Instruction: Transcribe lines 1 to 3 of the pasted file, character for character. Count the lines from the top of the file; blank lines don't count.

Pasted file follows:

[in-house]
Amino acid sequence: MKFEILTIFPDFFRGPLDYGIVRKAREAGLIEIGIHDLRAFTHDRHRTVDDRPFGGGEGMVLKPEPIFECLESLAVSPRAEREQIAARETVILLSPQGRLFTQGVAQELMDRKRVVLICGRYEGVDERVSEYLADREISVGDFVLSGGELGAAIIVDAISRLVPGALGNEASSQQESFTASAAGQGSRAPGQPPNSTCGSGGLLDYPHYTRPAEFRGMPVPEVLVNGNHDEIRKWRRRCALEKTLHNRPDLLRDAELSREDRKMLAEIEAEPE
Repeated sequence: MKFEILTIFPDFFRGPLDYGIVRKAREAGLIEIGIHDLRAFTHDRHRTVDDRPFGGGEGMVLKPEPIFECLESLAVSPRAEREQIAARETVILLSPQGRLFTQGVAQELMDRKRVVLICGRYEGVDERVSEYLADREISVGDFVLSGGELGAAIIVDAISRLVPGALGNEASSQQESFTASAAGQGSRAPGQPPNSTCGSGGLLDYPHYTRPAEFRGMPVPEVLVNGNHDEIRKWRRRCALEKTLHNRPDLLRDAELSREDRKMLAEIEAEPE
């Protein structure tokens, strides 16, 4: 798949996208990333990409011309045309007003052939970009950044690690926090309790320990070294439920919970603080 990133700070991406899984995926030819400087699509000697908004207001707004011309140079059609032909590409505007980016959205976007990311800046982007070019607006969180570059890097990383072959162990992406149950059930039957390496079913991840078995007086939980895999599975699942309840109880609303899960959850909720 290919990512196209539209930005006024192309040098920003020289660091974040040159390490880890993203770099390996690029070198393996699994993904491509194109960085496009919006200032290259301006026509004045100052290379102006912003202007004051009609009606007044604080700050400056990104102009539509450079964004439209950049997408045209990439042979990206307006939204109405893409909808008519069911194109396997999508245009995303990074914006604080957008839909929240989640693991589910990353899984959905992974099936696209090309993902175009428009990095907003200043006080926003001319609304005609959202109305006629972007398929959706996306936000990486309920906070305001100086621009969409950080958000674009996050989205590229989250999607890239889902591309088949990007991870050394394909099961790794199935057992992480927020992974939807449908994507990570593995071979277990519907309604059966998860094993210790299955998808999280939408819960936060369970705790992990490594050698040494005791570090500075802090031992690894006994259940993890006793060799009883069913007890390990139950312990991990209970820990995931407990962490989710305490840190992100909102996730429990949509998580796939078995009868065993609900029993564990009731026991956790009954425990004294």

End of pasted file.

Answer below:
[in-house]
Amino acid sequence: MKFEILTIFPDFFRGPLDYGIVRKAREAGLIEIGIHDLRAFTHDRHRTVDDRPFGGGEGMVLKPEPIFECLESLAVSPRAEREQIAARETVILLSPQGRLFTQGVAQELMDRKRVVLICGRYEGVDERVSEYLADREISVGDFVLSGGELGAAIIVDAISRLVPGALGNEASSQQESFTASAAGQGSRAPGQPPNSTCGSGGLLDYPHYTRPAEFRGMPVPEVLVNGNHDEIRKWRRRCALEKTLHNRPDLLRDAELSREDRKMLAEIEAEPE
Repeated sequence: MKFEILTIFPDFFRGPLDYGIVRKAREAGLIEIGIHDLRAFTHDRHRTVDDRPFGGGEGMVLKPEPIFECLESLAVSPRAEREQIAARETVILLSPQGRLFTQGVAQELMDRKRVVLICGRYEGVDERVSEYLADREISVGDFVLSGGELGAAIIVDAISRLVPGALGNEASSQQESFTASAAGQGSRAPGQPPNSTCGSGGLLDYPHYTRPAEFRGMPVPEVLVNGNHDEIRKWRRRCALEKTLHNRPDLLRDAELSREDRKMLAEIEAEPE